By Phil Hecken
We’ve now concluded our first “rebranding” contest, this one for the Cleveland baseball club, and I’m pleased to announce that our winner is (drumroll)…
Nate Schimelpfenig, who submitted the design you see above — his full submission is here, and after two elimination rounds, Nate outlasted all the competition to become our winner. In fact, in the final showdown, Nate collected 1,764 out of 3,107 votes cast, or 56.78% of the votes cast. Some bar/pie graphs show the results below:
Great job Nate, and by all who entered the contest
By Phil Hecken
As many of you know, one of the semi-recurring features on the weekend Uni Watch entries is a fabulous section called “Colorize This!,” which features readers (artists, really) who painstakingly and often in excruciating detail, colorize black and white photographs. Sometimes the photographs are of more recent vintage, and the colors are well known. Other times, however, a reader will find a photograph he wishes to colorize for which very little is known — not just the colors, but the story behind the photo.
Reader Gary Chanko, one of two colorizers who has been a major contributing force (and one half of what I call the “G&G Boys”), is one of those who really takes the art of colorization to another level, not only by taking a photo and (as best as humanly possible) getting the color details right, but he also finds the story behind the photograph. Today, we have an example of that. There aren’t enough superlatives to describe Gary’s efforts, so I’ll just say that what follows is really a fantastic mix of talent, historical research, dedication and devotion. I can’t imagine how many hours went into this, but we’re all the richer for it. Here’s Gary. Enjoy — PH
Fat Men, Baseball, and Early Twentieth Century Postcards
By Gary Chanko
Many baseball related postcards from the early twentieth century preserve the history of the amateur and semipro teams prevalent across the country during this time period. Baseball during this era was unquestionably the national pastime with seemingly every community, irrespective of size, represented by a team. There was obviously strong interest in these teams and their more notable players; significant enough for photographers and publishers across the country to market images of these relatively obscure teams and players as postcards. Some of these vintage postcards survived the past hundred years as valued collectibles. Despite their small size and sometimes poor condition they are great candidates for colorization.
I recently discovered this amusing postcard copy of the World’s Largest Baseball Player (below) dating from 1908. The monstrous 450 pound player in the photo played for the Citizens Ball Club of Emporium, Pa., a community in north central Pennsylvania with a population at the turn of last century of only a few thousand. Interestingly, today it still remains a community of only a few thousand.
Front of Post Card — (click each image to enlarge) — Back of Post Card
What you see above is the helmet for the Redskins’ new alternate uniform, which was unveiled last night. I don’t know who’s responsible for it — the team? Nike? Riddell? — but it’s brilliant. It’s what the Packers should have used for their bulls-eye throwbacks the past few years. It’s what the Steelers should have used for their 2012 throwbacks. It’s what any team wearing a throwback or retro concept from the leatherhead era should use. Kudos to all involved.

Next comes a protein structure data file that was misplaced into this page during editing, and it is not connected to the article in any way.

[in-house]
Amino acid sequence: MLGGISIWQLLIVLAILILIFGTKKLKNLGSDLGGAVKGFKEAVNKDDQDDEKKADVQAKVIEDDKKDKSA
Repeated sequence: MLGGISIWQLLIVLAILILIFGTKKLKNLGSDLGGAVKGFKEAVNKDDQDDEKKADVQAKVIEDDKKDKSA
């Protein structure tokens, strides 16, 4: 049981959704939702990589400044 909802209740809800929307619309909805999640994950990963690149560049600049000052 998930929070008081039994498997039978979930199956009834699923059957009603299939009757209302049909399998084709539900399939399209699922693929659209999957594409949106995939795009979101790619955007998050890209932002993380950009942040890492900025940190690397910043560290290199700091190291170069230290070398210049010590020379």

As for the rest of the uniform, it’s fine, if unremarkable. TV spotters won’t like the lack of TV numbers, and those of us who are opposed to Indian imagery on uniforms won’t like the sleeve patches, and I wish the socks had some stripes. Could be worse, though, especially since I’d heard through the grapevine that the design would be BFBS. Glad that report turned out to be incorrect.
With college football and basketball programs changing their uniforms so frequently nowadays — and often changing to designs that many people don’t like — I’m often asked, “What kind of deal does that school have with Nike [or Adidas, or whomever]? Like, did they have to pay for those ugly uniforms? How does it work?” I got some similar questions after my recent post about Nike owning Mississippi State’s logo.
My standard response is that every contract between a school and an outfitter is different and that there’s no way for me to know the terms of any individual deal. The larger truth is that I’ve always been rather ignorant regarding the way these contracts work, so I’ve never felt comfortable talking about them.
That has now changed, thanks to reader Jimmy Griggs. He was poking around on the web and found a link that provides a PDF of Nike’s 2008 contract with the University of Memphis. There’s nothing sneaky about it — as you can see from the URL, it’s hosted right there on the school’s web site. (The contract includes a confidentiality clause, but that clause also mentions the Tennessee Public Records Act, which I assume is why the contract is on the school’s web site, since Memphis is a state university.)
For the record: This contract doesn’t say anything about Nike owning any designs or colors it creates for Memphis (or if it does say that, I missed it). Indeed, most of the contract seems fairly straightforward and sensible. But it provides an invaluable look at how a big-time outfitter does business with a big-time college athletics program.
The contract isn’t all that long, doesn’t have much legal-ese, and is consistently interesting, so I encourage you to read all of it. But here are some highlights: